The year 2015 has been a rather eventful one for Indo-German cooperation. In January, Urban Development Minister M Venkaiah Naidu and the visiting German Minister Barbara Hendricks signed an agreement, with Germany deciding to partner with India in developing three smart cities; a six-member joint committee was set up to evolve the way forward.
Prime Minister Modi and Indian MNCs were then invited to Hannover in April for the world’s largest annual industrial fair and a number of agreements largely aimed at facilitating strategic cooperation and technology transfer were inked between Indian and German entities.
More recently, Prime Minister Modi and Chancellor Merkel adopted a united voice, vociferously advocating for a ‘Permanent Member’ status to be accorded to G-4 economies (India, Germany, Brazil and Japan) in a reformed security council.
And as India welcomes Chancellor Merkel’s who is on a three day visit to India from October 4-7, German Ambassador Martin Ney reinforced the ever-increasing significance of strategic cooperation between the two nations in a statement:
“I believe India is in a crucial phase. As t overhauls its economy, it reinvigorates its international engagements in order to harness its full potential as a rising power in a multipolar world.”
Now, while the newly appointed Ambassador Ney rightly projects a positive macroeconomic future for India in the decades to come, he may not be able to say the same of its cities. If he has had the opportunity to travel outside the German Embassy housed in Delhi’s plush Shantipath area, he is bound to realise that Indian cities are a mess.
It is estimated that 30 people migrate every minute to major Indian cities from rural areas. However, these cities abysmal infrastructure are in no position to handle this burgeoning stress.
In this light, Prime Minister Narendra Modi’s vision to develop 100 smart cities as satellite towns of larger cities and modernising the existing mid-sized cities is a move that recognises the socio-economic challenges associated with rapid urbanisation.
Moreover, the familiar adage that India lives in its villages might just become irrelevant in the next couple of decades. Urban settings are now driving production and consumption in the Indian economy, accounting for nearly 60% of the GDP. Approximately 600 million Indians are expected to live in urban settings by 2030.
Since the announcement in the Union Budget, the vision of building 100 smart cities has garnered praise and criticism in equal measure. Those in favour of the project have argued that the mission will produce choices for the average citizen to pursue interests meaningfully, generate employment prospects, attract investments and human capital as well as ensure social, environmental and financial sustainability.
The mission has also evinced international interest with countries like Germany, USA, Japan, Singapore Australia and France offering technical expertise and resources to build these cities.
However, amidst the hullabaloo over the smart city mission, the million-dollar question on every Indian’s mind continues to be, what exactly is a smart city? The definition used by interest groups and stakeholders vary. Internationally, the understanding is that a smart city is the same as a digital city, and could also be understood as a sustainable city.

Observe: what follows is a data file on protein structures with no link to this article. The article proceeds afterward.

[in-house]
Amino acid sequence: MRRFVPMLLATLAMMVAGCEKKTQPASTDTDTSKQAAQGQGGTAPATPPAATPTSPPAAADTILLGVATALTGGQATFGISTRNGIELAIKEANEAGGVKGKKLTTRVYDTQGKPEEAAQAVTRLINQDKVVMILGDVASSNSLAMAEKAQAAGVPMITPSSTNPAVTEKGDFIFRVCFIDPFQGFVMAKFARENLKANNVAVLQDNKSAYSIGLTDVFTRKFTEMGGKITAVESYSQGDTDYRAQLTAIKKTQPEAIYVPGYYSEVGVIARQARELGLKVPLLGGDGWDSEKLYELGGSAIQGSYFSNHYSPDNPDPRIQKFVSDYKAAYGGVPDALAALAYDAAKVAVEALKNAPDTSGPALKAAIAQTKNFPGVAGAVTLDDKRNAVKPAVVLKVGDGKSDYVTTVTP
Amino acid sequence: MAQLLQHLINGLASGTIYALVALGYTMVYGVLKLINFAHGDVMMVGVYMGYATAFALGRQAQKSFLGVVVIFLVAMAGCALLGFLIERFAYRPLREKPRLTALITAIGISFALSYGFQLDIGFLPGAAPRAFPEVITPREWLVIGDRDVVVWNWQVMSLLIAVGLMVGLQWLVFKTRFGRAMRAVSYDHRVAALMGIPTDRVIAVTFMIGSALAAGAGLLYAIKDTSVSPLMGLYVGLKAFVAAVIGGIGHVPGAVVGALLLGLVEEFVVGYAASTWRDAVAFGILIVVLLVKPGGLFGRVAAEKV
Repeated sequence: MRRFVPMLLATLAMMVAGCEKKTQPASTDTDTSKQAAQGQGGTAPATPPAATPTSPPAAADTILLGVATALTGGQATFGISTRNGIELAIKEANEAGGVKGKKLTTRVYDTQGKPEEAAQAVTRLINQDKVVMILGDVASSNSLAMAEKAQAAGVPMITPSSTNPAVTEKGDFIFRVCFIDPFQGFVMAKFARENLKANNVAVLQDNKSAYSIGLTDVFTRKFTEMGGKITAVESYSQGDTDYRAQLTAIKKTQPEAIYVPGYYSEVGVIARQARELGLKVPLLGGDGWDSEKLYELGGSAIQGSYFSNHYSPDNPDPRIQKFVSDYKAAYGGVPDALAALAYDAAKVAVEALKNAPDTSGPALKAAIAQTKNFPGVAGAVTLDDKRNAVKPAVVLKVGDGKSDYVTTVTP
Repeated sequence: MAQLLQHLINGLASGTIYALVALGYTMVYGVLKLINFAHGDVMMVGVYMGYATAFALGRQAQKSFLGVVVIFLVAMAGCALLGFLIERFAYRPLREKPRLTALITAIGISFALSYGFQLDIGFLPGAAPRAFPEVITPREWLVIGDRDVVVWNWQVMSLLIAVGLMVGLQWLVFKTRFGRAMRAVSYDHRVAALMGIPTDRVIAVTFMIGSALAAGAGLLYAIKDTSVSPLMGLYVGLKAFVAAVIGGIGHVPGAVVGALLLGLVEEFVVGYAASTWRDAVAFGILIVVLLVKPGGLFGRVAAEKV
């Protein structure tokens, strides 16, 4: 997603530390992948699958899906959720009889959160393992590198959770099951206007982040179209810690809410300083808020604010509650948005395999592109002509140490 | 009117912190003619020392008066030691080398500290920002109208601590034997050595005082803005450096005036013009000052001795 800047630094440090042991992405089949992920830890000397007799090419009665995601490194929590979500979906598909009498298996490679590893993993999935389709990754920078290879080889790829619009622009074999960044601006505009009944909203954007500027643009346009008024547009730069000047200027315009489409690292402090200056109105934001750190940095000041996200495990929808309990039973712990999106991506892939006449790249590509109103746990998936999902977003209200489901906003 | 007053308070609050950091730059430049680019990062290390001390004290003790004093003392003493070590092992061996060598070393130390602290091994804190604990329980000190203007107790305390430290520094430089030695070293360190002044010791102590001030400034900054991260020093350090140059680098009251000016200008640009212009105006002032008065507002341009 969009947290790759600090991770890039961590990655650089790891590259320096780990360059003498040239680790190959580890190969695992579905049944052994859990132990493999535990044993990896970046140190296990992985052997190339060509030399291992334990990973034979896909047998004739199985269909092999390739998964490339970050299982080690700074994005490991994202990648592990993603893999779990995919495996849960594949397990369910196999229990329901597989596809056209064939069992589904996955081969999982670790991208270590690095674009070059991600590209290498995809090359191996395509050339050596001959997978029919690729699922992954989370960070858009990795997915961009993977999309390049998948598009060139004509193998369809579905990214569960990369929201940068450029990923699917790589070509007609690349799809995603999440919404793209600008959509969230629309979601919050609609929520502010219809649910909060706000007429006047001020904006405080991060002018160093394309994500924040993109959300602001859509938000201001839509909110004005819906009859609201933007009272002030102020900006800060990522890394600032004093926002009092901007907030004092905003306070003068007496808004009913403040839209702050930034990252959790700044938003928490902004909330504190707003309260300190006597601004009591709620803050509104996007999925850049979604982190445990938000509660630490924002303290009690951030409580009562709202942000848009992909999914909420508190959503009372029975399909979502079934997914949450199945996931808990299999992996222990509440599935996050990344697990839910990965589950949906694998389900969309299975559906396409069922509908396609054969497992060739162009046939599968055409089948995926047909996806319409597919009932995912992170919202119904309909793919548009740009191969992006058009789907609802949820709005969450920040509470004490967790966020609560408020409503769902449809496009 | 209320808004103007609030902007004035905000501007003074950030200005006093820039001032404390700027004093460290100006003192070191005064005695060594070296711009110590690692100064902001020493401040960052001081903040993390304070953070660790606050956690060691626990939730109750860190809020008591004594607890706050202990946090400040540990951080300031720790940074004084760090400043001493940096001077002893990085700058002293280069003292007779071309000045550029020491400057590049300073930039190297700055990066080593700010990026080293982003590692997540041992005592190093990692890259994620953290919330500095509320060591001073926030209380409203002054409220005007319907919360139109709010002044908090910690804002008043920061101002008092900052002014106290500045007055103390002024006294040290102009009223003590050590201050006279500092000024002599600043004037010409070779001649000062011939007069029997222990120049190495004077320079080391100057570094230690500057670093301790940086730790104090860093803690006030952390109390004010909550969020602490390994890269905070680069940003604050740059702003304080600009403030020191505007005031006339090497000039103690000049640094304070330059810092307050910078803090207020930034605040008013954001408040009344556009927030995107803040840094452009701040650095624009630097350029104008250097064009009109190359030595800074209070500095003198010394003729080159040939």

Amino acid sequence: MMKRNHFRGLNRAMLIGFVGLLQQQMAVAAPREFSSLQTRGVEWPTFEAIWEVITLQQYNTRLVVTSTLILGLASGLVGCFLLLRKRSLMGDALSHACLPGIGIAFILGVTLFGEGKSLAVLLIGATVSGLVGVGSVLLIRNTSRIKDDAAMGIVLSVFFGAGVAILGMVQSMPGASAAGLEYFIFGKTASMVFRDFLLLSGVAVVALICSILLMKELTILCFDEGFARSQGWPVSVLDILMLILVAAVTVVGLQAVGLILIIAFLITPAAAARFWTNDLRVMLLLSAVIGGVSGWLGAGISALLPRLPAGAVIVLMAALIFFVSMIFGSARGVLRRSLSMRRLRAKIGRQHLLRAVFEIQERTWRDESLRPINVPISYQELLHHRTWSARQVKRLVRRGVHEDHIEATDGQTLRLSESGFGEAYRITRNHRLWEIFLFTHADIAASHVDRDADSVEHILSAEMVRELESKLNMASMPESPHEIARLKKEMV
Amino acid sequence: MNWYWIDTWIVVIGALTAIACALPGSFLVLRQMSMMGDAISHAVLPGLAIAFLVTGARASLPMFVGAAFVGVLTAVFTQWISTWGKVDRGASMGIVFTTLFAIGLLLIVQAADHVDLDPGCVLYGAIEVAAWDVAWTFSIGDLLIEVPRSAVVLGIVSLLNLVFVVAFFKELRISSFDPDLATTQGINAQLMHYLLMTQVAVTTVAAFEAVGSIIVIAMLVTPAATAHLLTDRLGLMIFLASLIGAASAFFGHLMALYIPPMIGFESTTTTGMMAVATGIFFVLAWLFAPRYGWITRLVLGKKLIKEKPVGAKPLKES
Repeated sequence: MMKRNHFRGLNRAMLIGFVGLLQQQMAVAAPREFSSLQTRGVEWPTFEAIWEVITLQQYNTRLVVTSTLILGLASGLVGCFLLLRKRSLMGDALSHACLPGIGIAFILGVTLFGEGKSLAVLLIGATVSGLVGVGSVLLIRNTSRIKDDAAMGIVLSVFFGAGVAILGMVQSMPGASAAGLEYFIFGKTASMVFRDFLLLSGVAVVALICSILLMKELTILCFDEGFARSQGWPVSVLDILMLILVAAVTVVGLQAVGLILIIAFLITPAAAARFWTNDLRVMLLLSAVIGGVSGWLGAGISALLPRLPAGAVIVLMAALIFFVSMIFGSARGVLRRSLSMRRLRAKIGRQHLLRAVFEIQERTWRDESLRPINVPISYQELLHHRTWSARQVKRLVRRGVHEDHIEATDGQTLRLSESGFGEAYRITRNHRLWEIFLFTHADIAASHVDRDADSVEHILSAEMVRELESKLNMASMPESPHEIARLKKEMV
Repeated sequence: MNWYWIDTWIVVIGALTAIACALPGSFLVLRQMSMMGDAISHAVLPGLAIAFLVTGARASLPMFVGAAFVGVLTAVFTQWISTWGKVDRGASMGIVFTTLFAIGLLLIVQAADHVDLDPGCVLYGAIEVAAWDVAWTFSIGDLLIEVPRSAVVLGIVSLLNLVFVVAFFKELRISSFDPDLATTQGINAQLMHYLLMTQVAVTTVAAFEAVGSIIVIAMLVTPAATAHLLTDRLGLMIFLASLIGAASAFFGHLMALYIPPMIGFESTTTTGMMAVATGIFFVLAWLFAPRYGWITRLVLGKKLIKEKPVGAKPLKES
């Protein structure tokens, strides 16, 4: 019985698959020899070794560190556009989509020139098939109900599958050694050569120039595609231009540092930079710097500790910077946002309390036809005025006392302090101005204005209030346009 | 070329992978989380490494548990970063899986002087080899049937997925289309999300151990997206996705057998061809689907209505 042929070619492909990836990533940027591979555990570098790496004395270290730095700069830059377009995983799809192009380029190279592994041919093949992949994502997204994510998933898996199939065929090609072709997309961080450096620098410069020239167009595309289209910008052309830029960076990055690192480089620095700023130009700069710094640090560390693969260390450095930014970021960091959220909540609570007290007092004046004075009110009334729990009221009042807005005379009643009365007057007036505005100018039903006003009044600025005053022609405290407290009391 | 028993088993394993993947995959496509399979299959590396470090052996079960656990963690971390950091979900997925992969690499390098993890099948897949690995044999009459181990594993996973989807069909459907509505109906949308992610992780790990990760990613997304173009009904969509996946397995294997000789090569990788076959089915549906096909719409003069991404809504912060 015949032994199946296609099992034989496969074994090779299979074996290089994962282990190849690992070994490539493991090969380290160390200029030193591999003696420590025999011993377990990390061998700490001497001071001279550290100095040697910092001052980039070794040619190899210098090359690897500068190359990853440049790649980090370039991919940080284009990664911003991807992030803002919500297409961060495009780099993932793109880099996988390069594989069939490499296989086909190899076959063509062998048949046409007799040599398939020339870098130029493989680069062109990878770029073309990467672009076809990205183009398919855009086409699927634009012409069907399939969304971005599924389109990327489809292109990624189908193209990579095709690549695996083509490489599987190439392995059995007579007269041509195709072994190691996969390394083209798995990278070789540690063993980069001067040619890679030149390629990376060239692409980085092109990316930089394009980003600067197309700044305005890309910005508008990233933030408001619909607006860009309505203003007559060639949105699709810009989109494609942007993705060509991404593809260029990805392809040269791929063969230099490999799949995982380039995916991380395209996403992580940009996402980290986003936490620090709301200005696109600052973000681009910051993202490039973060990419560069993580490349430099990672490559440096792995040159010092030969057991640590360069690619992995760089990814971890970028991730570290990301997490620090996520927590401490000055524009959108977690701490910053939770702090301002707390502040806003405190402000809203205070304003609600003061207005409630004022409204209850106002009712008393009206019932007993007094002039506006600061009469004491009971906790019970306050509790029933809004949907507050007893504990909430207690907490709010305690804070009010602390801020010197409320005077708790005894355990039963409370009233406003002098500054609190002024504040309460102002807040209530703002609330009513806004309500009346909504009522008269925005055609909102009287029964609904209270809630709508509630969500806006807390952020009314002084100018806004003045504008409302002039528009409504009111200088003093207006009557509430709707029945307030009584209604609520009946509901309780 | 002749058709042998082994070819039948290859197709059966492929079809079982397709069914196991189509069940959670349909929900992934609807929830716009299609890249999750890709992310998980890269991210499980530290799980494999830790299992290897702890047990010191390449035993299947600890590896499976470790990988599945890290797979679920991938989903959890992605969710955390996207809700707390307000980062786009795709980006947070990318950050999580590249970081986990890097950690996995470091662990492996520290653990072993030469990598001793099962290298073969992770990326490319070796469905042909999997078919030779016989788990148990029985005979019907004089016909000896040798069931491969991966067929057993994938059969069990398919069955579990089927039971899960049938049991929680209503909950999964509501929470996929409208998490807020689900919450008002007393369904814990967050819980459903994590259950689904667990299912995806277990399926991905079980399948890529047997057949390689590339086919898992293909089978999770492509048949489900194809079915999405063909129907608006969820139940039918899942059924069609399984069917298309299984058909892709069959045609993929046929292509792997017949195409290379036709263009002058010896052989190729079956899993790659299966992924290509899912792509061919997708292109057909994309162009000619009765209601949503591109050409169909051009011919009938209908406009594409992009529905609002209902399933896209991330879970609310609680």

In a note circulated to Members of Parliament, the government adopts a more unique definition. It defines smart cities as “those that are able to attract investments.“ Good infrastructure, simple and transparent online processes that make it easy to establish an enterprise and run it efficiently are to be considered key features of an investor-friendly smart city.
While the project has received a great deal of attention ever since the announcement in the 2014 budget, much of this attention has often been negative and cynical. Critics have panned the project for its little or no information on key implementation details.
They argue that the government would not be in a position to ensure inclusiveness for the urban poor, migrants and the marginalised. They question the kind of safeguards the government can possibly have in place when it is only providing 20% of the funding and believe that these cities would end up being nothing more than gated communities for the already privileged.
As the government embarks on its ambitious plan, India is in a unique position to learn from best practices and mistakes made elsewhere. Cities in Germany are consistently ranked as some of the “smartest” in the world, possessing the best physical, social, institutional and economic infrastructure.
Citizens participate and consult with the government in a fairly transparent manner and government structures make effective use of ICTs in public administration to connect and coordinate between various departments.
Germany has also been at the forefront of piloting a host of ambitious and successful smart city experiments in the last decade. (See Friedrichshafen, for example). Numerous projects aimed at ensuring smartness in urban transportation, environmental management, governance and economy have been successfully developed by German businesses and the progress from discovery to the market has largely been smooth.
A concept note on smart cities released by the Urban Development Ministry defines smart cities as those that ensure a “very high quality of life (comparable with any developed European city)…” Now, while that definition might flatter Chancellor Merkel, the NDA government needs to move beyond mere slogans and simplistic definitions to addressing the more pressing issues specific to smart city development in India.
The ball is now in Prime Minister Modi’s court. It’s about time he played he played it smart.
(This piece originally appeared in the Huffington Post)